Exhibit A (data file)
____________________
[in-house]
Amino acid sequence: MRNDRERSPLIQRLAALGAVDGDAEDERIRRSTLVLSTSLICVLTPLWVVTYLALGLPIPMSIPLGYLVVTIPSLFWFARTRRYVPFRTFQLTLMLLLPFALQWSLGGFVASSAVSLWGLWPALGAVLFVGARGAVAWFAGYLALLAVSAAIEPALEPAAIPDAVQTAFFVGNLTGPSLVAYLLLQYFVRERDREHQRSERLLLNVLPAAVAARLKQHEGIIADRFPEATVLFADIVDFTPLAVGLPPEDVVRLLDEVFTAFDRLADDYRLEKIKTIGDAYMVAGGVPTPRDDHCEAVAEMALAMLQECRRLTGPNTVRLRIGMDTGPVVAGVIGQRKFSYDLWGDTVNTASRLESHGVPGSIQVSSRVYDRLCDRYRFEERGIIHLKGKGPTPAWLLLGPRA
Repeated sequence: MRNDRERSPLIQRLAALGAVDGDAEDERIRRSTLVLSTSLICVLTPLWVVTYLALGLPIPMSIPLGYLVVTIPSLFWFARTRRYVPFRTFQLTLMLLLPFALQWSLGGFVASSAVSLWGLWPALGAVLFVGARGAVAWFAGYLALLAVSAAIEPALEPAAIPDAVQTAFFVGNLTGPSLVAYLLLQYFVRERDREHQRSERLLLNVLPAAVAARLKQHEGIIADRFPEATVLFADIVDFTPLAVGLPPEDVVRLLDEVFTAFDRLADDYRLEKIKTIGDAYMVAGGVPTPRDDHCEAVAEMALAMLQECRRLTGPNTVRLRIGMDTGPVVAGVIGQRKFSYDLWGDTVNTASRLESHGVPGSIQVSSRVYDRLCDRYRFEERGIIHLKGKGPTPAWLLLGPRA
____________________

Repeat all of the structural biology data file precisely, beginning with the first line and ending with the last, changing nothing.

[in-house]
Amino acid sequence: MRNDRERSPLIQRLAALGAVDGDAEDERIRRSTLVLSTSLICVLTPLWVVTYLALGLPIPMSIPLGYLVVTIPSLFWFARTRRYVPFRTFQLTLMLLLPFALQWSLGGFVASSAVSLWGLWPALGAVLFVGARGAVAWFAGYLALLAVSAAIEPALEPAAIPDAVQTAFFVGNLTGPSLVAYLLLQYFVRERDREHQRSERLLLNVLPAAVAARLKQHEGIIADRFPEATVLFADIVDFTPLAVGLPPEDVVRLLDEVFTAFDRLADDYRLEKIKTIGDAYMVAGGVPTPRDDHCEAVAEMALAMLQECRRLTGPNTVRLRIGMDTGPVVAGVIGQRKFSYDLWGDTVNTASRLESHGVPGSIQVSSRVYDRLCDRYRFEERGIIHLKGKGPTPAWLLLGPRA
Repeated sequence: MRNDRERSPLIQRLAALGAVDGDAEDERIRRSTLVLSTSLICVLTPLWVVTYLALGLPIPMSIPLGYLVVTIPSLFWFARTRRYVPFRTFQLTLMLLLPFALQWSLGGFVASSAVSLWGLWPALGAVLFVGARGAVAWFAGYLALLAVSAAIEPALEPAAIPDAVQTAFFVGNLTGPSLVAYLLLQYFVRERDREHQRSERLLLNVLPAAVAARLKQHEGIIADRFPEATVLFADIVDFTPLAVGLPPEDVVRLLDEVFTAFDRLADDYRLEKIKTIGDAYMVAGGVPTPRDDHCEAVAEMALAMLQECRRLTGPNTVRLRIGMDTGPVVAGVIGQRKFSYDLWGDTVNTASRLESHGVPGSIQVSSRVYDRLCDRYRFEERGIIHLKGKGPTPAWLLLGPRA